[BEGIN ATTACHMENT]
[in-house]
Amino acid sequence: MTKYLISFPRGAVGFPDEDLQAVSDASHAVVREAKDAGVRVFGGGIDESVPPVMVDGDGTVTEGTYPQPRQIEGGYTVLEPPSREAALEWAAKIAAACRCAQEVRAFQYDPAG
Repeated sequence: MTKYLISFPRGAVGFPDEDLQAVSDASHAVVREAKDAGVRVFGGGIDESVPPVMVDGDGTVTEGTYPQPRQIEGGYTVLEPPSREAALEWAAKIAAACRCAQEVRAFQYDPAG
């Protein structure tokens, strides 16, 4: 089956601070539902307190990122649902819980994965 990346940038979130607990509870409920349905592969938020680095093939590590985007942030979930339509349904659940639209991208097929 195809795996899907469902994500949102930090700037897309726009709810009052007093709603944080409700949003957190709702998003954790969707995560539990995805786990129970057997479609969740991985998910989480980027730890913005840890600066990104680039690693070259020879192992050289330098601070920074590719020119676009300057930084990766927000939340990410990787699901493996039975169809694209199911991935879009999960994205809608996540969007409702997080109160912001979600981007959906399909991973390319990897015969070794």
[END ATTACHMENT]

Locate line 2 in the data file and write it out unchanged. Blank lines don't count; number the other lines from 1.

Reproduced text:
Amino acid sequence: MTKYLISFPRGAVGFPDEDLQAVSDASHAVVREAKDAGVRVFGGGIDESVPPVMVDGDGTVTEGTYPQPRQIEGGYTVLEPPSREAALEWAAKIAAACRCAQEVRAFQYDPAG